MASTER'S SEMINARY JOURNAL

BOOK REVIEW

The Faithfulness of God, Part II, Devotional Studies in II Chronicles


By Cyril J. Barber
Santa Ana, Calif : Promise Publishing Co. (2004). 339 Pages.

Reviewed by Dr. James Rosscup
16.1 (Spring 2005) : 153-154

A writer of more than thirty books follows up a similar theme in 1 Chronicles with twenty chapters on 2 Chronicles (cf. review, TMSJ, 14/1 [Spring 2003]:106-7). With a Th.M. from Dallas Theological Seminary and a D.Min. from Talbot Theological Seminary, the author has served on library staffs of Trinity Evangelical Divinity School, Rosemead School of Theology, and Simon Greenleaf School of Law. His other books include similar treatments of Ruth, Judges, Nehemiah, and 1 and 2 Samuel. Similar expositions of 1 and 2 Kings (784 pp., and 684 pp.) were issued by Wipf & Stock Publishers in 2004. He also co-authored An Introduction to Theological Research with Robert Krauss.

The commentator, whose wide awareness of scholarly literature is evident in footnotes throughout this work, insists on the accuracy of biblical details. He also is unafraid to differ on such things as the widespread view that the theme in the Chronicles is the temp le. He opts for a theme of God’s faithfulness in covenant goodness to His people (cf. Ps 132:11-12). He reasons that God was faithful to His people in their Babylonian captivity when He helped them return to their land and rebuild against obstacles. He sees Ezra as the most feasible chronicler, as already shown in the review on 1 Chronicles noted above. He argues some facets of a case for the theme. A walk in the ways of David is upheld as a standard for kings (e.g., 11:17; 17:3-4). In spite of much detail about the temple, he feels that more emphasis is on prayer, as in 2 Chron 7:14 and often in the book (cf. also Dan 9:4-19). Other facets of God’s faithfulness refer to racial and spiritual purity, the law’s proper role, the place of worship in the temple and priesthood, and verses on not forsaking the covenant but being faithful to the Lord, plus a repeated focus on seeking God and the relevance of the Word in strengthening personal faith. Relevancy to believers today is found, for example, in Paul’s words of Rom 15:4 about OT Scriptures nourishing perseverance and encouraging comfort.

The author in his usual manner comments on sections and verses, laid out in a clear outline. He intersperses this with anecdotes that richly illustrate and catch attention. Devotional lessons are fairly consistent along with summaries of passages. Barber uses many good biblical studies, whether commentaries, journal articles, or specialized works. Footnotes, fairly frequent and both short and long, offer pertinent comments, such as Solomon’s probable age when taking the throne (4), algum as wood for temple furniture (21), and length of a cubit (26). In one note (213), Barber says that he believes firmly in having one wife, but seems to soften a stand against polygamy. In another (294) he commends Warren Wiersbe’s focus in the book Real Worship (Nashville: Oliver Nelson, 1986). In yet another he refers to Jerusalem’s wall in pre-captivity days as more than 20 feet thick.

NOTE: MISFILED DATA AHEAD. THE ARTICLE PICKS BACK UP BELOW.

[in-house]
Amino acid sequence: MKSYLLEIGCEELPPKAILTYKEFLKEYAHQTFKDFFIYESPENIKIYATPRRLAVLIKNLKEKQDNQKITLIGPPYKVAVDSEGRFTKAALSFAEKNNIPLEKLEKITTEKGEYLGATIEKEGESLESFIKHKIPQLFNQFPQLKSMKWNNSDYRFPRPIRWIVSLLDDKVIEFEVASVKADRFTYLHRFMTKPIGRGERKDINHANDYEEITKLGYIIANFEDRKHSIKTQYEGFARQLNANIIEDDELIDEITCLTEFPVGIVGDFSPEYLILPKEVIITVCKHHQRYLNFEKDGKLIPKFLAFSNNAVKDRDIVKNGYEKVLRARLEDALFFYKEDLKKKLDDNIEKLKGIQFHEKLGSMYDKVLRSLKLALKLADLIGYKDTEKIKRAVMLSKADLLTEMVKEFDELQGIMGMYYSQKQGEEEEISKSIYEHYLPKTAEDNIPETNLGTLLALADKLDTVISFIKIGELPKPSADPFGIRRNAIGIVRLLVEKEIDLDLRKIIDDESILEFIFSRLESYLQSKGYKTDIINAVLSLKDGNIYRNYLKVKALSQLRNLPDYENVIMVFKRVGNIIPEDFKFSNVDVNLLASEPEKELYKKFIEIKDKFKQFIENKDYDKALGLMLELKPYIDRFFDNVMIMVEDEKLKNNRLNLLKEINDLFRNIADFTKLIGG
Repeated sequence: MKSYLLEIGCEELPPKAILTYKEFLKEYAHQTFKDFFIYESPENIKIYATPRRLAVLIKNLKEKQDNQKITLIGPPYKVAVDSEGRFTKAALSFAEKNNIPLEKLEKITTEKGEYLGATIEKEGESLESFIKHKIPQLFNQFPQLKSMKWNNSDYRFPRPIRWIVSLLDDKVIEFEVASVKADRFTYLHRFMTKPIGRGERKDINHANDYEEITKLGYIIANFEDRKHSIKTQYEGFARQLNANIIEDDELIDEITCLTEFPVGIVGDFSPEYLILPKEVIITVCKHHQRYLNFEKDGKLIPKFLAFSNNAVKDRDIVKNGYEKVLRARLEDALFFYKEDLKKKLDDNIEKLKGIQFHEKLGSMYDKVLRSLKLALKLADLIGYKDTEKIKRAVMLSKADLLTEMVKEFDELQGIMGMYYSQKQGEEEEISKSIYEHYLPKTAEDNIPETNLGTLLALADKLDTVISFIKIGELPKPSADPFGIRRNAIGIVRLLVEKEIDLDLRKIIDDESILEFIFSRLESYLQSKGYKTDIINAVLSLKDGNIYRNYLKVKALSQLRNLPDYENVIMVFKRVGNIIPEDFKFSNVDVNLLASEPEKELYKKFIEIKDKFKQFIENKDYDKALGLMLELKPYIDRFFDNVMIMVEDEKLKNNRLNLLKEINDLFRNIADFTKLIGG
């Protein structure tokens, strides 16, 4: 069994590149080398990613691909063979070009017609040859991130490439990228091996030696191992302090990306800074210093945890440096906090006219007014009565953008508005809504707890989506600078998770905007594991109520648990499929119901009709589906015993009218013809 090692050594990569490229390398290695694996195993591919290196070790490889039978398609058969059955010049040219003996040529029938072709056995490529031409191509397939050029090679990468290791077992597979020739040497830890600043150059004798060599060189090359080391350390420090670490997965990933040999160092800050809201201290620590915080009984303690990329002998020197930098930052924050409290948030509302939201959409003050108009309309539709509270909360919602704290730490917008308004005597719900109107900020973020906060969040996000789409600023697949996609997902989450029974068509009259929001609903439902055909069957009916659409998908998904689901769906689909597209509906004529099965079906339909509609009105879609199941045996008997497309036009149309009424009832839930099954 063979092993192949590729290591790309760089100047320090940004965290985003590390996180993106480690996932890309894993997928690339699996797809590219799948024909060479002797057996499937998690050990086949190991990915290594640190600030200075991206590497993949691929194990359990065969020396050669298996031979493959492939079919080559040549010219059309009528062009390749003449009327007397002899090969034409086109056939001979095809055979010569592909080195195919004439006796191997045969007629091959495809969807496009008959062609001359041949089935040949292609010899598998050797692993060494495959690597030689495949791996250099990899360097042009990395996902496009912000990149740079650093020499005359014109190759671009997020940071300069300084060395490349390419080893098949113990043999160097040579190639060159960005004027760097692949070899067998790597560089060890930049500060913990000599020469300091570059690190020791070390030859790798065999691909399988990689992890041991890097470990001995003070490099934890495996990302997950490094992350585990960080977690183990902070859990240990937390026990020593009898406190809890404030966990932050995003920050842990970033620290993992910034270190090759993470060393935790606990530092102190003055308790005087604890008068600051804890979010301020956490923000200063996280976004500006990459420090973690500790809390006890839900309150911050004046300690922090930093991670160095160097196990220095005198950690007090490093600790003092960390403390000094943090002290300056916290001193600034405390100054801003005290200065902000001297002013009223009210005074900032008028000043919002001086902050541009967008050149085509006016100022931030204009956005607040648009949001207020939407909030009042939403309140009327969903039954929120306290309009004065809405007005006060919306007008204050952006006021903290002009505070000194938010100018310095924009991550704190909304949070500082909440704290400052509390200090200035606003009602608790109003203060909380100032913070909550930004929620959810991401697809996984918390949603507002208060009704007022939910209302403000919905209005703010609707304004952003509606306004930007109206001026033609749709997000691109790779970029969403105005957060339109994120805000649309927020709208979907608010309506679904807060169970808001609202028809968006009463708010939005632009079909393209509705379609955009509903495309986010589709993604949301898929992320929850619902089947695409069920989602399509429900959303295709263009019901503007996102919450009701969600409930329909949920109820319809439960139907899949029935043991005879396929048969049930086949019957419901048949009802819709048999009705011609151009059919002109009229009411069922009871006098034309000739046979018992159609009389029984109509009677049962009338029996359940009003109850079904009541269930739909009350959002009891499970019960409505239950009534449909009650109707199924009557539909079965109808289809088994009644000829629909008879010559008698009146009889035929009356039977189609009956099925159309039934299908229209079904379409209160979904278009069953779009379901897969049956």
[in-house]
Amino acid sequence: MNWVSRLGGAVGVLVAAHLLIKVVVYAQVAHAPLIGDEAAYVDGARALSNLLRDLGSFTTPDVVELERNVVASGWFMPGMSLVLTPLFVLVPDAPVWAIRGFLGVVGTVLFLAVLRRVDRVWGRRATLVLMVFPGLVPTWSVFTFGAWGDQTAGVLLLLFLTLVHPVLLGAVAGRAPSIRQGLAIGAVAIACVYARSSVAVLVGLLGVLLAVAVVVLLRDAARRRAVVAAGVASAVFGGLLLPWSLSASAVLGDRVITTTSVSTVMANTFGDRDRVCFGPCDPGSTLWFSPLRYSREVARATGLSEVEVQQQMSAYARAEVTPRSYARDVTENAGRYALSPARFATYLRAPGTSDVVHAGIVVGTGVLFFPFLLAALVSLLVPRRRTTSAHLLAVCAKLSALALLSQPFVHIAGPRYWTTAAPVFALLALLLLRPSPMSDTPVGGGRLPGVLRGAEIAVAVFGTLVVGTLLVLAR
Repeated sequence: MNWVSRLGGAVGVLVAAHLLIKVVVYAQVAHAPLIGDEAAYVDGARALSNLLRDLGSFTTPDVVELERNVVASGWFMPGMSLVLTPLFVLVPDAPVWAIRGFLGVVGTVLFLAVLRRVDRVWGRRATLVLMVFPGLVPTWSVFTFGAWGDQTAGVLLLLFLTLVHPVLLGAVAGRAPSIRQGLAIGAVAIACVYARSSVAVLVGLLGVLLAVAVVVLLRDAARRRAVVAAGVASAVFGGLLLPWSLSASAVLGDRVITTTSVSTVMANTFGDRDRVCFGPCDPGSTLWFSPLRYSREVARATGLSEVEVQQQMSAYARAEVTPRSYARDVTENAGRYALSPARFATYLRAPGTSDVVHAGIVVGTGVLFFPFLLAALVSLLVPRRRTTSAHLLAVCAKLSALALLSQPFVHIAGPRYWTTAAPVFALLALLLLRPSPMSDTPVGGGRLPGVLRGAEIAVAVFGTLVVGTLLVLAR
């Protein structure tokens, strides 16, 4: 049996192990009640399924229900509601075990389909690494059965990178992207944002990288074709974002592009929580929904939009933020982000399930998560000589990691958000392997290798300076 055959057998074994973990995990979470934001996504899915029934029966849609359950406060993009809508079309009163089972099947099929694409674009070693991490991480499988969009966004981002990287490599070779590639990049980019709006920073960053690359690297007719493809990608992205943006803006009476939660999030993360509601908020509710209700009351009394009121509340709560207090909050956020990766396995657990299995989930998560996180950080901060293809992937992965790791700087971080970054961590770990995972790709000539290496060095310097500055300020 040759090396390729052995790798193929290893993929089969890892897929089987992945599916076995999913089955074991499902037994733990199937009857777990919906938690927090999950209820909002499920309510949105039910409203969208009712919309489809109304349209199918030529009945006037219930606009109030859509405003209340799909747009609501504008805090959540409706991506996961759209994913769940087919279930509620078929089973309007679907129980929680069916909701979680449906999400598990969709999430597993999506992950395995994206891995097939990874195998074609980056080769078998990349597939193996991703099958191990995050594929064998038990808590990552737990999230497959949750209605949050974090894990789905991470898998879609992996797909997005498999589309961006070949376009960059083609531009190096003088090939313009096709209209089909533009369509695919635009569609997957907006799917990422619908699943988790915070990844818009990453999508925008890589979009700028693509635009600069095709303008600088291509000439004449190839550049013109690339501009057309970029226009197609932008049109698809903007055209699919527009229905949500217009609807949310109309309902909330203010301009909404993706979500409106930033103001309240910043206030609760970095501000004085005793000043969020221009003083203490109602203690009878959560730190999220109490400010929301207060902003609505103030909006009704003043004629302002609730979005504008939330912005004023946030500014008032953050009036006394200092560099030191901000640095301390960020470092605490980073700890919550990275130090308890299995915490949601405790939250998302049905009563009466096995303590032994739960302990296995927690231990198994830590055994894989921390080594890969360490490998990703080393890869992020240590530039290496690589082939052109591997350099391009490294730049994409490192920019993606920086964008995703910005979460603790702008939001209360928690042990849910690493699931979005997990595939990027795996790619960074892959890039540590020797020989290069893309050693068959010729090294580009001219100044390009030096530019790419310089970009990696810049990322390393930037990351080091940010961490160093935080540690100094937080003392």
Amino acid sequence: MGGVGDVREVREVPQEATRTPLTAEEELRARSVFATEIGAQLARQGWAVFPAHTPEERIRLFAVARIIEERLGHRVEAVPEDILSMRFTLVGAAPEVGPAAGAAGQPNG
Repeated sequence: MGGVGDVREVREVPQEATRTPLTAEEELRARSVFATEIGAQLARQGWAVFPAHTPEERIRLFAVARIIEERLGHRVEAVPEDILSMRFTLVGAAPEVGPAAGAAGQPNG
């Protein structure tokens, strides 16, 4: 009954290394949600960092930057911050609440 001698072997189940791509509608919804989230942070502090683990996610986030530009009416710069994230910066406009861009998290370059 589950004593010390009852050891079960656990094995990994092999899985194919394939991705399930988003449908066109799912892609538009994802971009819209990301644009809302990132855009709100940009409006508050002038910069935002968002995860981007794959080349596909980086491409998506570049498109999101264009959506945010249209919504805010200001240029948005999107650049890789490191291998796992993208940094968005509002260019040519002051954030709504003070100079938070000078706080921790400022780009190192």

Another feature is reasoning that 2 Chronicles’ numbers are plausible, although scholars often faulted their credibility (282 n. 7). He also sees no biblical evidence for Ethiopian and other tradition that the statement in 2 Chronicles 9 that Solomon gave the Queen of Sheba all her desire supports Solomon’s having had sex with this visitor (78).

Devotional highlights in the work include brief comments on worship in the famous verse, 2 Chron 7:14, and principles drawn from 2 Chronicles 20 where an enemy coalition moved to attack Jerusalem. In the latter case, King Jehoshaphat emhasized prayer, trusting in God, the Spirit speaking encouragement through Jahaziel, and praise to God that He would defend His people. God destroyed the approaching soldiers, so that the Judeans found that the Lord gave relief from the threat (172-78).

Barber surveys successive passages in 2 Chronicles with edifying spiritual lessons for believers. He rises to a climax using provocative illustrations. He includes tempering footnotes that qualify or take things further, and has an outline for each passage to highlight main movements. Now that he is in his later years, readers who have profited from Barber’s diligently studied and lucidly written commentaries on Judges through 2 Chronicles can be thankful for his tenacious persistence to finish the studies. Day to day devotional progress through the book is refreshing as frequent drinks from a canteen of cool water. Each work is a catalyst for pastors, other church workers, students, and laymen.